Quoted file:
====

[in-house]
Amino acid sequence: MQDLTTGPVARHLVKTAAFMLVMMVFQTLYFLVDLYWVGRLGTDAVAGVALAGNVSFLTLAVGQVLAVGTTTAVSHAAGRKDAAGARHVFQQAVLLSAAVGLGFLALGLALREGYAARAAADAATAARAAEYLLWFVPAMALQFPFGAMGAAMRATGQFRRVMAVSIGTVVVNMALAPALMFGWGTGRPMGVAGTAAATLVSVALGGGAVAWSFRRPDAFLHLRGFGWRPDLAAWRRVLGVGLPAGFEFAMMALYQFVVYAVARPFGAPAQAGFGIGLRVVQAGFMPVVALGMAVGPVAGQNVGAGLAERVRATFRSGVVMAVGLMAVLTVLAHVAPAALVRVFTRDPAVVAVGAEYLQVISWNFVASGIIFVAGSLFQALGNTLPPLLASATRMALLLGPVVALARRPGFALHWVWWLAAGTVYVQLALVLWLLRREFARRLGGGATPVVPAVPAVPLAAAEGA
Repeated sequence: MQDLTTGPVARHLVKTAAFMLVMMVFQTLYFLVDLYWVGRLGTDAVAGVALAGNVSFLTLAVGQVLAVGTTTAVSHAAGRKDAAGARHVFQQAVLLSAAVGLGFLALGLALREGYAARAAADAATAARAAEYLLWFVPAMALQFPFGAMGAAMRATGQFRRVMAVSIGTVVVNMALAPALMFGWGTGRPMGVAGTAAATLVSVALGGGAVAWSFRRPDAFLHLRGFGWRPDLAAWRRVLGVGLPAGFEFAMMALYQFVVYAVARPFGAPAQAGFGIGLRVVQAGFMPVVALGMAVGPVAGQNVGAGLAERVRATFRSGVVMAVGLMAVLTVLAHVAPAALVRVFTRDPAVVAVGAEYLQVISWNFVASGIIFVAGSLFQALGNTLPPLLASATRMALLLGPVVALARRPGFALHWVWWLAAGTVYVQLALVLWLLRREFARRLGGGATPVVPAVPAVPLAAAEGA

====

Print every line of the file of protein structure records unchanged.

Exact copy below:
[in-house]
Amino acid sequence: MQDLTTGPVARHLVKTAAFMLVMMVFQTLYFLVDLYWVGRLGTDAVAGVALAGNVSFLTLAVGQVLAVGTTTAVSHAAGRKDAAGARHVFQQAVLLSAAVGLGFLALGLALREGYAARAAADAATAARAAEYLLWFVPAMALQFPFGAMGAAMRATGQFRRVMAVSIGTVVVNMALAPALMFGWGTGRPMGVAGTAAATLVSVALGGGAVAWSFRRPDAFLHLRGFGWRPDLAAWRRVLGVGLPAGFEFAMMALYQFVVYAVARPFGAPAQAGFGIGLRVVQAGFMPVVALGMAVGPVAGQNVGAGLAERVRATFRSGVVMAVGLMAVLTVLAHVAPAALVRVFTRDPAVVAVGAEYLQVISWNFVASGIIFVAGSLFQALGNTLPPLLASATRMALLLGPVVALARRPGFALHWVWWLAAGTVYVQLALVLWLLRREFARRLGGGATPVVPAVPAVPLAAAEGA
Repeated sequence: MQDLTTGPVARHLVKTAAFMLVMMVFQTLYFLVDLYWVGRLGTDAVAGVALAGNVSFLTLAVGQVLAVGTTTAVSHAAGRKDAAGARHVFQQAVLLSAAVGLGFLALGLALREGYAARAAADAATAARAAEYLLWFVPAMALQFPFGAMGAAMRATGQFRRVMAVSIGTVVVNMALAPALMFGWGTGRPMGVAGTAAATLVSVALGGGAVAWSFRRPDAFLHLRGFGWRPDLAAWRRVLGVGLPAGFEFAMMALYQFVVYAVARPFGAPAQAGFGIGLRVVQAGFMPVVALGMAVGPVAGQNVGAGLAERVRATFRSGVVMAVGLMAVLTVLAHVAPAALVRVFTRDPAVVAVGAEYLQVISWNFVASGIIFVAGSLFQALGNTLPPLLASATRMALLLGPVVALARRPGFALHWVWWLAAGTVYVQLALVLWLLRREFARRLGGGATPVVPAVPAVPLAAAEGA